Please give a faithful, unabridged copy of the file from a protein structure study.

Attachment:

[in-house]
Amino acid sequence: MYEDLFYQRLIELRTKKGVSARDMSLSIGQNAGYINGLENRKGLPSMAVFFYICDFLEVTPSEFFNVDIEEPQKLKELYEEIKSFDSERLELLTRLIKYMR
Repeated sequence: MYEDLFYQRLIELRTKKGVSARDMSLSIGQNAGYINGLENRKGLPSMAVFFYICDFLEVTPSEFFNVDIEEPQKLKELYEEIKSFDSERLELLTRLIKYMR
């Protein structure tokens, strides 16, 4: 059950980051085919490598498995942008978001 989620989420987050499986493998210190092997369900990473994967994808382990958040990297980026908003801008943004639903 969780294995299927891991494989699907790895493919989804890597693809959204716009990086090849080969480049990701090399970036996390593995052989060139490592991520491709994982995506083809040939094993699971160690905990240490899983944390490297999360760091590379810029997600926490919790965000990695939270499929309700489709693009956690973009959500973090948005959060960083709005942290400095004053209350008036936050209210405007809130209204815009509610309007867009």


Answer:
[in-house]
Amino acid sequence: MYEDLFYQRLIELRTKKGVSARDMSLSIGQNAGYINGLENRKGLPSMAVFFYICDFLEVTPSEFFNVDIEEPQKLKELYEEIKSFDSERLELLTRLIKYMR
Repeated sequence: MYEDLFYQRLIELRTKKGVSARDMSLSIGQNAGYINGLENRKGLPSMAVFFYICDFLEVTPSEFFNVDIEEPQKLKELYEEIKSFDSERLELLTRLIKYMR
């Protein structure tokens, strides 16, 4: 059950980051085919490598498995942008978001 989620989420987050499986493998210190092997369900990473994967994808382990958040990297980026908003801008943004639903 969780294995299927891991494989699907790895493919989804890597693809959204716009990086090849080969480049990701090399970036996390593995052989060139490592991520491709994982995506083809040939094993699971160690905990240490899983944390490297999360760091590379810029997600926490919790965000990695939270499929309700489709693009956690973009959500973090948005959060960083709005942290400095004053209350008036936050209210405007809130209204815009509610309007867009």